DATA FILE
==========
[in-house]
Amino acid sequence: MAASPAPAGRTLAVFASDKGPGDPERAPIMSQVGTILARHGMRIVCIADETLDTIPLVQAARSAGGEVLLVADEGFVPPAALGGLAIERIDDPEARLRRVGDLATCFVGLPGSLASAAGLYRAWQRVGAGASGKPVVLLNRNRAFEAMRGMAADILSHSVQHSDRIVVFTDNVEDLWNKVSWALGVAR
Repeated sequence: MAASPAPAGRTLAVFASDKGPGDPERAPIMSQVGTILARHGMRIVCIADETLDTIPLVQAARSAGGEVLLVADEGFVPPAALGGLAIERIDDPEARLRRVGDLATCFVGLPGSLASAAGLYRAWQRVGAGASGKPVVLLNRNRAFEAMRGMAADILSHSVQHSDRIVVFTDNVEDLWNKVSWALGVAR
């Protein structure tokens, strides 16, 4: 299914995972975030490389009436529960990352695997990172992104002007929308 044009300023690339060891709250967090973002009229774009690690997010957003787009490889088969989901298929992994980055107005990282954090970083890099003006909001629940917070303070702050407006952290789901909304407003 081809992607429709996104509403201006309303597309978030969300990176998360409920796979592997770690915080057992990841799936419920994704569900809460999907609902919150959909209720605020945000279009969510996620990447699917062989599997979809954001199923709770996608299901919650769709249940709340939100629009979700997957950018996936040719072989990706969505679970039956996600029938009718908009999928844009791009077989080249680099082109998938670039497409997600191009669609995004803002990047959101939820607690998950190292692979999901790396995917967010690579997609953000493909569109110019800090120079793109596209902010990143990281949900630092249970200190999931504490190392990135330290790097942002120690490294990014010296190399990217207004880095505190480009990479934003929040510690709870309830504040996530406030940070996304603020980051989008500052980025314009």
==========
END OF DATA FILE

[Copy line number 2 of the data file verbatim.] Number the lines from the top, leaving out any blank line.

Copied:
Amino acid sequence: MAASPAPAGRTLAVFASDKGPGDPERAPIMSQVGTILARHGMRIVCIADETLDTIPLVQAARSAGGEVLLVADEGFVPPAALGGLAIERIDDPEARLRRVGDLATCFVGLPGSLASAAGLYRAWQRVGAGASGKPVVLLNRNRAFEAMRGMAADILSHSVQHSDRIVVFTDNVEDLWNKVSWALGVAR